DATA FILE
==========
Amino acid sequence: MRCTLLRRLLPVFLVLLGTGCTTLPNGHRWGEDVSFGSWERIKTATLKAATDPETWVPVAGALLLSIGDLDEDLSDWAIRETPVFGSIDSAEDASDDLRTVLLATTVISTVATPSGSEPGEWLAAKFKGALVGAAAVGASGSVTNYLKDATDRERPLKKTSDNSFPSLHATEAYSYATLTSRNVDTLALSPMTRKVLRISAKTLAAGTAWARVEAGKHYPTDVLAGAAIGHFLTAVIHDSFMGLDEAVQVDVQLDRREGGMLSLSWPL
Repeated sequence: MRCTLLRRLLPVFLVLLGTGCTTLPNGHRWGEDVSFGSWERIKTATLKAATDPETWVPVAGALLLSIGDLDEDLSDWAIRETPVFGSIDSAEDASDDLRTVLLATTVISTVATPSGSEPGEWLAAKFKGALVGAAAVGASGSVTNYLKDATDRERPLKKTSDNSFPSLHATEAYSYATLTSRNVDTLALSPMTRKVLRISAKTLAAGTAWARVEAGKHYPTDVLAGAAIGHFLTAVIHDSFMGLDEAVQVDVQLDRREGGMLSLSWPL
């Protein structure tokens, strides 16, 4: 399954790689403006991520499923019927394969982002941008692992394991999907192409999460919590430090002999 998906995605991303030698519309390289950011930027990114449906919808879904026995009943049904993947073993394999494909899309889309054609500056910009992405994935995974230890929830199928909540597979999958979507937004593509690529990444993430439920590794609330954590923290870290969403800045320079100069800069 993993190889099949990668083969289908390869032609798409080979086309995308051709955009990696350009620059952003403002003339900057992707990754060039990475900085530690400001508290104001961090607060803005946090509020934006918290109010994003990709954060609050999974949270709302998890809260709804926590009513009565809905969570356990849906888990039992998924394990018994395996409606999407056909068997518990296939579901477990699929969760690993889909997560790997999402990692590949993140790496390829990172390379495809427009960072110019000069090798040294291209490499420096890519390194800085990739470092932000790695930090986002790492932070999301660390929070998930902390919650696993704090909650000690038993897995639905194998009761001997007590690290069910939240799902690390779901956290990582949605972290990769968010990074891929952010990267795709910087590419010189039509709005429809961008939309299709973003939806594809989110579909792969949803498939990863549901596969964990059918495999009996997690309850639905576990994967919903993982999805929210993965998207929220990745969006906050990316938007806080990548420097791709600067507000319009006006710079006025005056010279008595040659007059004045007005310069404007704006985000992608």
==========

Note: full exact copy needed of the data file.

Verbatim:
Amino acid sequence: MRCTLLRRLLPVFLVLLGTGCTTLPNGHRWGEDVSFGSWERIKTATLKAATDPETWVPVAGALLLSIGDLDEDLSDWAIRETPVFGSIDSAEDASDDLRTVLLATTVISTVATPSGSEPGEWLAAKFKGALVGAAAVGASGSVTNYLKDATDRERPLKKTSDNSFPSLHATEAYSYATLTSRNVDTLALSPMTRKVLRISAKTLAAGTAWARVEAGKHYPTDVLAGAAIGHFLTAVIHDSFMGLDEAVQVDVQLDRREGGMLSLSWPL
Repeated sequence: MRCTLLRRLLPVFLVLLGTGCTTLPNGHRWGEDVSFGSWERIKTATLKAATDPETWVPVAGALLLSIGDLDEDLSDWAIRETPVFGSIDSAEDASDDLRTVLLATTVISTVATPSGSEPGEWLAAKFKGALVGAAAVGASGSVTNYLKDATDRERPLKKTSDNSFPSLHATEAYSYATLTSRNVDTLALSPMTRKVLRISAKTLAAGTAWARVEAGKHYPTDVLAGAAIGHFLTAVIHDSFMGLDEAVQVDVQLDRREGGMLSLSWPL
């Protein structure tokens, strides 16, 4: 399954790689403006991520499923019927394969982002941008692992394991999907192409999460919590430090002999 998906995605991303030698519309390289950011930027990114449906919808879904026995009943049904993947073993394999494909899309889309054609500056910009992405994935995974230890929830199928909540597979999958979507937004593509690529990444993430439920590794609330954590923290870290969403800045320079100069800069 993993190889099949990668083969289908390869032609798409080979086309995308051709955009990696350009620059952003403002003339900057992707990754060039990475900085530690400001508290104001961090607060803005946090509020934006918290109010994003990709954060609050999974949270709302998890809260709804926590009513009565809905969570356990849906888990039992998924394990018994395996409606999407056909068997518990296939579901477990699929969760690993889909997560790997999402990692590949993140790496390829990172390379495809427009960072110019000069090798040294291209490499420096890519390194800085990739470092932000790695930090986002790492932070999301660390929070998930902390919650696993704090909650000690038993897995639905194998009761001997007590690290069910939240799902690390779901956290990582949605972290990769968010990074891929952010990267795709910087590419010189039509709005429809961008939309299709973003939806594809989110579909792969949803498939990863549901596969964990059918495999009996997690309850639905576990994967919903993982999805929210993965998207929220990745969006906050990316938007806080990548420097791709600067507000319009006006710079006025005056010279008595040659007059004045007005310069404007704006985000992608």